Blog: Volunteering for the sake of volunteering

This week is #VolunteerWeek and the Centre would like to thank all its volunteers who contribute so much to advancing the Centre's mission of challenging miscarriages of justice. In this blog post, CCA volunteer Laura Fensterheim shares her thoughts on volunteering with us.

I first became aware of the Centre for Criminal Appeals while working as a sales assistant for Lush Cosmetics. While helping out with an in-store fundraising event I learnt about the important work the CCA do in challenging injustice and campaigning for reform of our criminal justice system. The charity’s work is even more impressive given their minimal funding and small team (six staff).  

While I’ve always been interested in miscarriages of justice and the failures of the penal system – I’ve devoured several seasons of Serial and various true crime documentaries – much of my attention has focused on the inequities of the US criminal justice system rather than our own. As public interest in the gross injustices of the US justice system continues to grow, whipped-up by a wealth of TV shows, podcasts and media articles, there’s a temptation to see the British system as somehow superior: as meeker and kinder in comparison.

 
Laura Volunteer
 

After speaking to the CCA’s small, dedicated team of employees and volunteers, I learnt about the less obvious injustices endemic to the British criminal justice system, from council tax imprisonment to restrictions in accessing vital evidence. After learning about the CCA’s mission I knew I needed to get involved in any way I could.

I’ve now been volunteering at the Centre for around 6 months. Every Thursday I pop in and help out with various tasks ranging from the menial but important to the more challenging – from transcribing audio files and completing basic administrative tasks to assisting with case investigations.  No day is ever the same, and while the tasks I do are often varied, the friendly work environment and dedication to the charity’s cause - from employees and volunteers alike - is a constant.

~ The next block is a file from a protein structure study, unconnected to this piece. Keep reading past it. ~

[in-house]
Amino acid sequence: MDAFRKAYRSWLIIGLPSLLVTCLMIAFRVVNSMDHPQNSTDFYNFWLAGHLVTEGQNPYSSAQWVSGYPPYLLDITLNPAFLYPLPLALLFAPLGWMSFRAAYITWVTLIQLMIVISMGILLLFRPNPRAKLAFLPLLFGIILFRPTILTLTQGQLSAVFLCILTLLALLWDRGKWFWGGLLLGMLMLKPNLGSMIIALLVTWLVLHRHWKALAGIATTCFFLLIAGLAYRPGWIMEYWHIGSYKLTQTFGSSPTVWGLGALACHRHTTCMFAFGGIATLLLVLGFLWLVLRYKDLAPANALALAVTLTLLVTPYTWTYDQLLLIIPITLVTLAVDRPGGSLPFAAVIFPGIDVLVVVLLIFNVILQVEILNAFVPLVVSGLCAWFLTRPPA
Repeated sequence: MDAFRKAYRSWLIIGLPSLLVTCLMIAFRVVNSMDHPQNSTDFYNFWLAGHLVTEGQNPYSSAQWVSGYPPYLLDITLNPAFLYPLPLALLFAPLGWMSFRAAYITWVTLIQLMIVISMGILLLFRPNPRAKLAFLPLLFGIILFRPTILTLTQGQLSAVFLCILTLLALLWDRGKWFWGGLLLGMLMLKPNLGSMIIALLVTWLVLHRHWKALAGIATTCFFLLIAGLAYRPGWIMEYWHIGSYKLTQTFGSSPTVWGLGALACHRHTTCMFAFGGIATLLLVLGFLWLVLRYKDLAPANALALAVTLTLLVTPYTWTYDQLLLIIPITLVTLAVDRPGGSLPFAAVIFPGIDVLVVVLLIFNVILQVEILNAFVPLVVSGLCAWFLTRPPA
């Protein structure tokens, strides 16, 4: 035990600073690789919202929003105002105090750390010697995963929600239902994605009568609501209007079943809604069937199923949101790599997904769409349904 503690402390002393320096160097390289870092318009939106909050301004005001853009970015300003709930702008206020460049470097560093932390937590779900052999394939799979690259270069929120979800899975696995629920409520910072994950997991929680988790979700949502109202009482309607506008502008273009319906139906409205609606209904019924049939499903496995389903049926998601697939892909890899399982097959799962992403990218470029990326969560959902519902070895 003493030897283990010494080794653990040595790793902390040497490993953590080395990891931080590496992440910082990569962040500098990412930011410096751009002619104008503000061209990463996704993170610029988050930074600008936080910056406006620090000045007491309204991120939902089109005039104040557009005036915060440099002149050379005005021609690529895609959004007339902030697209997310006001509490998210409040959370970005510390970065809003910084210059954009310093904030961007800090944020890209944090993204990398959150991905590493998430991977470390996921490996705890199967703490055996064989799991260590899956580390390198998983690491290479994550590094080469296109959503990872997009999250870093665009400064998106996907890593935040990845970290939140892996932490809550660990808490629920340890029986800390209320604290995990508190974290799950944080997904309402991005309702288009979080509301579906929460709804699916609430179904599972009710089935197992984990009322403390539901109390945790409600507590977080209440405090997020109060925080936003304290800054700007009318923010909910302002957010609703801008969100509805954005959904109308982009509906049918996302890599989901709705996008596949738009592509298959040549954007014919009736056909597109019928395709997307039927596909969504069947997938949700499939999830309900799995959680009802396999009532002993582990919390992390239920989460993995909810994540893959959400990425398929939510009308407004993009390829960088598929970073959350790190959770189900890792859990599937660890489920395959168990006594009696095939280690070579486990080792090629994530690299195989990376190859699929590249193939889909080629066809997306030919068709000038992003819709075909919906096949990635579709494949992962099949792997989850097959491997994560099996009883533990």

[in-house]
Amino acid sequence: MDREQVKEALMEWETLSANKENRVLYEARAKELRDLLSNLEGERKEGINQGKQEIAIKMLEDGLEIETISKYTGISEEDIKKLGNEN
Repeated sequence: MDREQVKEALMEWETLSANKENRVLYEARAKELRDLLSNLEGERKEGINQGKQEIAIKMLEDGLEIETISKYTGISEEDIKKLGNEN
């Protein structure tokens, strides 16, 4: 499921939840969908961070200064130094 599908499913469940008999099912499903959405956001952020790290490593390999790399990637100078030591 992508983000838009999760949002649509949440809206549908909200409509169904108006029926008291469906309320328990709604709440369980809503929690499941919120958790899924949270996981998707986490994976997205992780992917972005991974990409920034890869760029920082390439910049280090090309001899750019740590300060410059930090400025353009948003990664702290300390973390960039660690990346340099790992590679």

I’ve learnt a lot while volunteering with the CCA. My favourite experience has to be attending the second-ever Bound by Injustice event, which brought together victims of wrongful convictions and their loved ones, as well as CCA employees and volunteers. It was a privilege to witness the group’s courage, resilience and determination to effect change; listening to their stories of isolation and trauma truly brought home the human cost of our broken justice system.

Volunteering at the CCA has also been a journey of personal development. In helping out in various capacities, I’ve learnt to be adaptable and honed my research and communication skills. Although I don’t intend to pursue a career in law, the experience has compounded my transferable skills and given me valuable insight into a little known aspect of the legal system.

In a society that often privileges the transactional nature of work over the value of voluntary contribution, volunteering can seem like a redundant concept. When volunteering is praised, it is often only in terms of its potential to enhance your CV. While volunteering undoubtedly provides you with skills and experience valuable to the world of work, the gratification I take from it is the knowledge of having contributed something good and worthwhile to the world.

Naima Sakande